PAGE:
osmosis and diffusion

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Cell Processes

Chapter 5Cell Membrane

HomeostasisMaintenance of stable internal conditions (inside different from outside)

Cell membrane controls movements of substances

Structure of the MembraneMainly a lipid bilayer

Hydrophilic phospholipid heads point out and in

Hydrophobic phospholipid tails point towards interior

Structure of the MembraneMembrane contains steroid cholesterol

Fluidity increases with increasing temperatures

Cholesterol also helps prevent freezing

Structure of the MembraneOnly small, non-charged molecules can pass through the membrane

Examples:OxygenCarbon Dioxide

Structure of the MembraneProteins embedded in membranes have many functions

Cell-surface markers act as ID tags

Structure of the MembraneReceptor proteins receive signals from out of the cell

Enzymes cause chemical reactions to occur

Structure of the MembraneTransport proteins move substances across membrane

Other Important TermsPeripheral Proteins lie on only one side of the membrane

Integral Proteins pass completely through

SOLUTES AND SOLVENTSChapter 5

Important TermsSolute: type of molecule dissolved in another type of substance; that substance is called a

Solvent: substance that dissolves the solute

ExamplesPut one tablespoon of sugar into a glass of water and stir.

Solute = sugar

Solvent = water

ExamplesFish use gills to extract oxygen dissolved in seawater

Solute = oxygen

Solvent = water

CONCENTRATIONConcentration refers to how much of some substance is present, compared to another substance.

CONCENTRATION EXAMPLESHigh solute concentration: lots of sugar dissolved in a relatively small amount of water

Low solute concentration: little sugar dissolved in a relatively high amount of water

REMEMBER!Solutes can be many different kinds of molecules (sugars, gases, nutrients, proteins, and lipids)

Solvents can vary as well (solids, liquids, or gases), but are usually H2O

DIFFUSION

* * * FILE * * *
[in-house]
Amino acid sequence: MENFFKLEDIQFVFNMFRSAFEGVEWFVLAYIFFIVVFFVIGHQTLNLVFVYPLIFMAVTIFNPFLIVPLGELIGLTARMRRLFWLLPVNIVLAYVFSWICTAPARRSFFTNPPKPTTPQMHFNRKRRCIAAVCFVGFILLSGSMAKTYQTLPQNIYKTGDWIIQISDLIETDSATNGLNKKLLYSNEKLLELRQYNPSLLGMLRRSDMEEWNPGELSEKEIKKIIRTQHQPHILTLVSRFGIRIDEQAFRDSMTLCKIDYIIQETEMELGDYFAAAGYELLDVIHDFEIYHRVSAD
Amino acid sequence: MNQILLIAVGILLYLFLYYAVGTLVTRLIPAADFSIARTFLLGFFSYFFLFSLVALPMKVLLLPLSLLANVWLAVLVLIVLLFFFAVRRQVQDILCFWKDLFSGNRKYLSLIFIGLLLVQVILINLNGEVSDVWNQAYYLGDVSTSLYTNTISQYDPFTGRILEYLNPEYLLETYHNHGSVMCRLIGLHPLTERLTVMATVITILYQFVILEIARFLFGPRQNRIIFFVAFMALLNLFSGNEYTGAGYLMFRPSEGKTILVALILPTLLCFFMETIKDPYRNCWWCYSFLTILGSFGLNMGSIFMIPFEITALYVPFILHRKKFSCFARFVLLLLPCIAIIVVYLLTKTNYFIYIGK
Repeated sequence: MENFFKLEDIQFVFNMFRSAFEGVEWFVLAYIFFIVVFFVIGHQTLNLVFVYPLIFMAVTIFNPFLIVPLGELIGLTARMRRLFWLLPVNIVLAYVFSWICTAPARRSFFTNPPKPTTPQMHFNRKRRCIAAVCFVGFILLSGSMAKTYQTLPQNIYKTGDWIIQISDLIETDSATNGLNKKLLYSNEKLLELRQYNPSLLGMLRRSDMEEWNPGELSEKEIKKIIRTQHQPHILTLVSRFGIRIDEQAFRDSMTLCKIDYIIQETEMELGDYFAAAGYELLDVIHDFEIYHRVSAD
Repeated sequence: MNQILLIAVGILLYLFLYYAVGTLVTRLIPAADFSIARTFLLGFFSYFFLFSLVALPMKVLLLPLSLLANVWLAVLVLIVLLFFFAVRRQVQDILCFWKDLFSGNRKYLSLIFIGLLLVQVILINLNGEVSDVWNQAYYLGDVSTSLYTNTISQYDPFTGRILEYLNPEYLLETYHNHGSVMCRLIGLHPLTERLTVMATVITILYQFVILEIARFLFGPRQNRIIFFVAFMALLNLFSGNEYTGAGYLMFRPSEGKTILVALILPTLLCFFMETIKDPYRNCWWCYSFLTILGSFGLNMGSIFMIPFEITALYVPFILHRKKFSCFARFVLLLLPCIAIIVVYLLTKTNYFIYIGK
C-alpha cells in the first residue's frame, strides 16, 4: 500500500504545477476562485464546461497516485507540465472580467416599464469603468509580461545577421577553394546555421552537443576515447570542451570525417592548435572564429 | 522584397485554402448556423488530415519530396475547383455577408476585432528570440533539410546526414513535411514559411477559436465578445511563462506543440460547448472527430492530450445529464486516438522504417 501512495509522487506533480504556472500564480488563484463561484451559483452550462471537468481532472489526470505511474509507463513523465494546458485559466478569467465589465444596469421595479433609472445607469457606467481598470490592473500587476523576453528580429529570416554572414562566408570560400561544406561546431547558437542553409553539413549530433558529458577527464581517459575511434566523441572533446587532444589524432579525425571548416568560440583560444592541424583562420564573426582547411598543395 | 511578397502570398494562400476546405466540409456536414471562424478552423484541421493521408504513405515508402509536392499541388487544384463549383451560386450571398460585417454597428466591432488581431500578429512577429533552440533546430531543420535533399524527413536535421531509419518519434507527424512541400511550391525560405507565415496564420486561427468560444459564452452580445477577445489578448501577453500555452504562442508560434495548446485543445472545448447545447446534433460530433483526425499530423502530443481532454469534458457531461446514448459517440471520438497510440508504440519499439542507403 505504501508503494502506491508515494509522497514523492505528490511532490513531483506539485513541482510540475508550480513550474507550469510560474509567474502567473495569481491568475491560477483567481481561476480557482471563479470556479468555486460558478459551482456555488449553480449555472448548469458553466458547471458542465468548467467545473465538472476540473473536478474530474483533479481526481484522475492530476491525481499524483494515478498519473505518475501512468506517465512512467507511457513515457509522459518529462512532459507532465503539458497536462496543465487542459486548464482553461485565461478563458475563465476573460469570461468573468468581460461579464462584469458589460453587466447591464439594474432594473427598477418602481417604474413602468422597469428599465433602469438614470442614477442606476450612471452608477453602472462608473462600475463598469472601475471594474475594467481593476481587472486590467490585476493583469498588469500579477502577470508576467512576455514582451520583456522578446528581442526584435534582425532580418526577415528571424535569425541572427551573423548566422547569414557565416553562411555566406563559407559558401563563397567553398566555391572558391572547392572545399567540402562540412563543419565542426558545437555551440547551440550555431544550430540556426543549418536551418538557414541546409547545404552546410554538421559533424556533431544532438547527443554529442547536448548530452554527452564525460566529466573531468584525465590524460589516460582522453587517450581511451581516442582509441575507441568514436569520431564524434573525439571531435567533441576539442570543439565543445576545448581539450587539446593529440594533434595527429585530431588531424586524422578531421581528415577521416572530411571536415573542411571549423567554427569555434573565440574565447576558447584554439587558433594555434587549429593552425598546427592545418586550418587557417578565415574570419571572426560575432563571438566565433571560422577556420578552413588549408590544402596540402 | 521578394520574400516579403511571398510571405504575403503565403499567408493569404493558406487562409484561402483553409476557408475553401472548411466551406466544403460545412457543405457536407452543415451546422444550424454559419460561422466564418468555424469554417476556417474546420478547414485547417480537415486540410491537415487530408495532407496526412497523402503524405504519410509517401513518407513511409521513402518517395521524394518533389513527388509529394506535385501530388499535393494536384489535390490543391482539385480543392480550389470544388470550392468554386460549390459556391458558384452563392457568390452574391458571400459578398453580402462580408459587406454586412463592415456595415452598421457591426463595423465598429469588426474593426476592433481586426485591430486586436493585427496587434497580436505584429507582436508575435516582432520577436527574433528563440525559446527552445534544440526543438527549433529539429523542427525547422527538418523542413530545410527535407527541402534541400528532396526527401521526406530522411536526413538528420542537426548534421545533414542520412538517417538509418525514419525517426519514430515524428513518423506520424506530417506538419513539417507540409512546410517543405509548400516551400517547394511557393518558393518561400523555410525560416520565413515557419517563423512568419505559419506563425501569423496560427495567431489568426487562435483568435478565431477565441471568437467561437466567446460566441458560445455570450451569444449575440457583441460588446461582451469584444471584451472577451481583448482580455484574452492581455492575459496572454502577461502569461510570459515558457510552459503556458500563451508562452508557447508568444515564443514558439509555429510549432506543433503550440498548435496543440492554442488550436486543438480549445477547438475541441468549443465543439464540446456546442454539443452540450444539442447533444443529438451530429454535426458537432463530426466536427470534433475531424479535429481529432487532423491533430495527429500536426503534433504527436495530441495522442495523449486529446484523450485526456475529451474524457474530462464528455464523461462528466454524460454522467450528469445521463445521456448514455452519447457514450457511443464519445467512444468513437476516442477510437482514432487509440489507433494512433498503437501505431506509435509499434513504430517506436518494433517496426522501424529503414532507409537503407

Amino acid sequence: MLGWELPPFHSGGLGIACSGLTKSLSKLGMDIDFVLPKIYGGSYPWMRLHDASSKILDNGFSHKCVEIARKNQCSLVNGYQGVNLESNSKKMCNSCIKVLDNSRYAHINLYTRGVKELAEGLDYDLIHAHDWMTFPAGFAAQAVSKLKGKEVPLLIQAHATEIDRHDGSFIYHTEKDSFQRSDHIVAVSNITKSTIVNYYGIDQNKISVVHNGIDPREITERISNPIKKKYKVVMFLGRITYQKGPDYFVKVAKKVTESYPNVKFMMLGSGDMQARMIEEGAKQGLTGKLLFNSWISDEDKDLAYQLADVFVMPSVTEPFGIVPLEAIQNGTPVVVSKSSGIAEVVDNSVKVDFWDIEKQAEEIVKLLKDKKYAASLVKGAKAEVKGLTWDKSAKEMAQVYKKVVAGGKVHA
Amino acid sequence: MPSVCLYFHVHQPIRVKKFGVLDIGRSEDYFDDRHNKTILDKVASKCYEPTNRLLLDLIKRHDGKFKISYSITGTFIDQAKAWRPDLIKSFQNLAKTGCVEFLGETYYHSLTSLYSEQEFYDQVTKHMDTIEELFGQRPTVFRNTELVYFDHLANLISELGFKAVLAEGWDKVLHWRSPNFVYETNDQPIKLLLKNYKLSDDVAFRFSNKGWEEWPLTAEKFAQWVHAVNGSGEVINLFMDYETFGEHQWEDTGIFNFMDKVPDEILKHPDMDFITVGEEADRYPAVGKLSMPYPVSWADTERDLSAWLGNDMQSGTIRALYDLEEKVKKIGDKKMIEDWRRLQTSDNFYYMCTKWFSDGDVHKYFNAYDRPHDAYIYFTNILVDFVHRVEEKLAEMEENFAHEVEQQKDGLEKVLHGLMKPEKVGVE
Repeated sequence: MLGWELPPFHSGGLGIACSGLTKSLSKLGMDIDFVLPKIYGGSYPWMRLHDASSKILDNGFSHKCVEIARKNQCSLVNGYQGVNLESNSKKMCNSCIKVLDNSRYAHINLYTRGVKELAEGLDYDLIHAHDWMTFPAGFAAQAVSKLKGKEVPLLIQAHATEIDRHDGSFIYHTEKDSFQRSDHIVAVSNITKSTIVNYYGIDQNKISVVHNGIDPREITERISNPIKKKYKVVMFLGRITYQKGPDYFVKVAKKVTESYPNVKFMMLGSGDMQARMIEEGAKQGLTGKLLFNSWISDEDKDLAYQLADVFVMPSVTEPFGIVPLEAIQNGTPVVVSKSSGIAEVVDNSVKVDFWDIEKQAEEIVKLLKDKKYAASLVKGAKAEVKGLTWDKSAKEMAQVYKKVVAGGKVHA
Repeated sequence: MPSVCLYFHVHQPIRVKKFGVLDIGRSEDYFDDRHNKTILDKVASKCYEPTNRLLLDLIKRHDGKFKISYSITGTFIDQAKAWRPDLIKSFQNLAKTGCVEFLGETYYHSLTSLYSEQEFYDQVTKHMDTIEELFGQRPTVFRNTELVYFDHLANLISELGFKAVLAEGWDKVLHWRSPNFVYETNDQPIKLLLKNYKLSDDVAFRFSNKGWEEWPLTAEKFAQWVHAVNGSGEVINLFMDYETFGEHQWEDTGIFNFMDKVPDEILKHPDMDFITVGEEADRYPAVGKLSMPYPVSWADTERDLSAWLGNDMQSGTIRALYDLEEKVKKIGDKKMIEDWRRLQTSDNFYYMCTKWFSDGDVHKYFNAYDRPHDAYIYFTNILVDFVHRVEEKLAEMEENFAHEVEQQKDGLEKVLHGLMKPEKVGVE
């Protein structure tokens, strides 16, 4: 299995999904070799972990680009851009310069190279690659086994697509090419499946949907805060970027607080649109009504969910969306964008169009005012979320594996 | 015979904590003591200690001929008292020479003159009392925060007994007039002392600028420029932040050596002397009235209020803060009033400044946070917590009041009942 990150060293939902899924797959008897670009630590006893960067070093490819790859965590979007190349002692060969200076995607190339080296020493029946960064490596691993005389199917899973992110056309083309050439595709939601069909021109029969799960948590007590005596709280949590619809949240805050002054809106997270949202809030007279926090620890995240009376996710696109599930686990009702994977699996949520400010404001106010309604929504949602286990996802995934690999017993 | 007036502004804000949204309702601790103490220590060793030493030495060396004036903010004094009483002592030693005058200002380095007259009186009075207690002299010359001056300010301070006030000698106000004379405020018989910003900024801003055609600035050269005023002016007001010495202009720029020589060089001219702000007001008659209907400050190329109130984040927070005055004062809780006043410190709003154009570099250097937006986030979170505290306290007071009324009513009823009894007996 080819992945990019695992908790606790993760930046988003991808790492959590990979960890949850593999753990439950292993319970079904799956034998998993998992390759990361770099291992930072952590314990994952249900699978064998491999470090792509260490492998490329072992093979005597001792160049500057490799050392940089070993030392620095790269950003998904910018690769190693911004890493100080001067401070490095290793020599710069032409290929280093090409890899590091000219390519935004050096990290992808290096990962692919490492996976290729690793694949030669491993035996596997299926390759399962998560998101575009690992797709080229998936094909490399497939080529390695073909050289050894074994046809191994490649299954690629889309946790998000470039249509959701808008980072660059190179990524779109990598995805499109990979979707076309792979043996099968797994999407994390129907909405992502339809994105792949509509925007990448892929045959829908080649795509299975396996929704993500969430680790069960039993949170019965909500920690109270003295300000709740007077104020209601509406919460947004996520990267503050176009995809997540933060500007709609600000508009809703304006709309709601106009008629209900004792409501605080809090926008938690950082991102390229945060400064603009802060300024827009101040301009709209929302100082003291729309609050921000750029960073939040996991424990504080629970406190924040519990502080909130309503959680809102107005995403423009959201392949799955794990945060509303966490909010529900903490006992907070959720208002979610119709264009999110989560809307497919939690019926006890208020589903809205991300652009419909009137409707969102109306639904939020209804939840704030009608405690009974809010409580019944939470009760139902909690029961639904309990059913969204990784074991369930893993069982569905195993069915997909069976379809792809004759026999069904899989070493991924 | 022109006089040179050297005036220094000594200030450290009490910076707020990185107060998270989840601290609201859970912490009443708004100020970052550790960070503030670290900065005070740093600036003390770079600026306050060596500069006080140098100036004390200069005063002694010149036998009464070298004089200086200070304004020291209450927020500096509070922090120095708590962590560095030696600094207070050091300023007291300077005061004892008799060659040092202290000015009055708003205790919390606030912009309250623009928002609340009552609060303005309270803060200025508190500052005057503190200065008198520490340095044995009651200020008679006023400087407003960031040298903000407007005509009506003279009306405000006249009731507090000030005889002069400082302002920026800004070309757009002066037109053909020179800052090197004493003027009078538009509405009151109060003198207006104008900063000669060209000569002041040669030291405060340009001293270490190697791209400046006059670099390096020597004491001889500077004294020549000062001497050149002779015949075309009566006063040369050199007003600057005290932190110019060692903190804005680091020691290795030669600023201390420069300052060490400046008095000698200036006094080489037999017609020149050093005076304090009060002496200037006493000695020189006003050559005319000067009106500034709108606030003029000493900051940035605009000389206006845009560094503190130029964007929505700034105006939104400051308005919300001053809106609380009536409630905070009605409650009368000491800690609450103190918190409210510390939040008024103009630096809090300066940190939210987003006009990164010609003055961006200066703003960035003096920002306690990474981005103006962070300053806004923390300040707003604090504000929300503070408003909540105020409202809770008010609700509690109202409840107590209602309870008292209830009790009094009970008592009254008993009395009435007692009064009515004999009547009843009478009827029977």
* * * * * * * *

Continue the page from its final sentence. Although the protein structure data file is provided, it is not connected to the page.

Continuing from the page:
DiffusionDiffusion is the process by which solute passes through pores in a cell membrane

Diffusion also occurs within one area (no membrane) as solute travels from one area of space to another

DiffusionMolecules ALWAYS diffuse in both directions at once (into and out of a cell)

NET FLOW OF SOLUTES IS ALWAYS FROM AREAS OF HIGHER CONCENTRATION TO AREAS OF LOWER CONCENTATION!

DiffusionMolecules diffuse through a solvent

Example: aromas

Types of DiffusionSimple Diffusion

Directly through membraneFacilitated Diffusion

Done by specific carrier proteins in membrane

OSMOSIS

OsmosisOsmosis is the process by which WATER passes through a cell membrane

Water molecules always flow in both directions at once (into and out of a cell)

NET FLOW OF WATER IS ALWAYS FROM AREAS OF LOWER SOLUTE CONCENTRATION TO AREAS OF HIGHER SOLUTE CONCENTRATION

Osmosis: Net Flow of WaterHypotonic solution Lower than cells solute concentration

Hypertonic solution Higher than

Isotonic The same as

Results of OsmosisPlant cells in hypotonic environment experience turgor pressure due to cell wall

In a hypertonic environment, plasmolysis (wilting) occurs

Important TermsEquilibrium

Concentration Gradient

Diffusion

OsmosisConcentration of a substance is the same throughout

Difference in concentration across a membrane

Process by which molecules move from areas of high to low concentration

Transport of water across a membrane

CELLULAR TRANSPORT

Cellular TransportPassive TransportMovement across a membrane without using energy (ex.: simple diffusion, facilitated diffusion, and osmosis)

Active TransportMovement across a membrane using energy

Cellular TransportPassive transport allows flow of molecules down concentration gradientActive transport uses energy to force molecules against concentration gradient

Active Transport

Passive Transport

Other Important TermsHomeostasisStable internal conditions of a living thing

This is another characteristic of all living things

Living things actively keep their insides different than their outsides

Sodium/PotassiumIon Pump

Sodium/Potassium Ion PumpSodium = Na+Potassium = K+

Ions are electrically charged atoms

Sodium/Potassium Ion PumpPump is a protein in the membrane of cells.

Example of ACTIVE TRANSPORT (pumps AGAINST the concentration gradient)

Sodium/Potassium Ion PumpPumps 3 Na+ ions out of the cell and 2 K+ ions into the cell. (Uses ATP, a molecule with lots of stored energy)

750 ions transported per second

High concentrations of Na+ and K+ build on opposite sides of cell membrane

Importance of Na+/K+ PumpElectrical signal sent through neuron when gated ion channels open and Na+ and K+ are able to rapidly diffuse across membrane (which is passive transport)

Chapter 5 / 8Test Review

Terms to Know:SoluteSolventConcentrationHomeostasisHydrophilicHydrophobicConcentration gradient

DiffusionOsmosisEquilibriumActive TransportPassive TransportNet flowATPNa+/K+ Pump

Concepts to StudyWhat is the structure of the cell membrane?

Which way do solutes travel during diffusion?

Which way does water travel during osmosis?

The egg lab and the dialysis bag lab

Example QuestionsA cell is placed in pure water. What would you expect to happen to the mass of the cell?

A cell is placed in water with the same solute concentration as inside the cell. What is this called? Which way will solutes flow?